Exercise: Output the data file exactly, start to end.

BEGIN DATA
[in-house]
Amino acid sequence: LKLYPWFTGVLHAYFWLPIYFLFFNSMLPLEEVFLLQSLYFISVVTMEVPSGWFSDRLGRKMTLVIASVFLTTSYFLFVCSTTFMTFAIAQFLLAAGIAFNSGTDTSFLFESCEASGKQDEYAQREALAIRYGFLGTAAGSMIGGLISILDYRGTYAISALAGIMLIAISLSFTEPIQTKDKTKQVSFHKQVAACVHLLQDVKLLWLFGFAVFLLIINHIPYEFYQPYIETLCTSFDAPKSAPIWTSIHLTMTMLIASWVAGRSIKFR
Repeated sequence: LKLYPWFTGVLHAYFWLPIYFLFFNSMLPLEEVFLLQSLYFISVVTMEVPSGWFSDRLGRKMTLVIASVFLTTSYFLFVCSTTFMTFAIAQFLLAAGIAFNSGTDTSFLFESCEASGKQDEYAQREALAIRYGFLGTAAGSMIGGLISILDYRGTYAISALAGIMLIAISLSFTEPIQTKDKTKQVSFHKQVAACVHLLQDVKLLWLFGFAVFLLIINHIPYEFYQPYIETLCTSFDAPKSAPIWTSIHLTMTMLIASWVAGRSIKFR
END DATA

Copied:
[in-house]
Amino acid sequence: LKLYPWFTGVLHAYFWLPIYFLFFNSMLPLEEVFLLQSLYFISVVTMEVPSGWFSDRLGRKMTLVIASVFLTTSYFLFVCSTTFMTFAIAQFLLAAGIAFNSGTDTSFLFESCEASGKQDEYAQREALAIRYGFLGTAAGSMIGGLISILDYRGTYAISALAGIMLIAISLSFTEPIQTKDKTKQVSFHKQVAACVHLLQDVKLLWLFGFAVFLLIINHIPYEFYQPYIETLCTSFDAPKSAPIWTSIHLTMTMLIASWVAGRSIKFR
Repeated sequence: LKLYPWFTGVLHAYFWLPIYFLFFNSMLPLEEVFLLQSLYFISVVTMEVPSGWFSDRLGRKMTLVIASVFLTTSYFLFVCSTTFMTFAIAQFLLAAGIAFNSGTDTSFLFESCEASGKQDEYAQREALAIRYGFLGTAAGSMIGGLISILDYRGTYAISALAGIMLIAISLSFTEPIQTKDKTKQVSFHKQVAACVHLLQDVKLLWLFGFAVFLLIINHIPYEFYQPYIETLCTSFDAPKSAPIWTSIHLTMTMLIASWVAGRSIKFR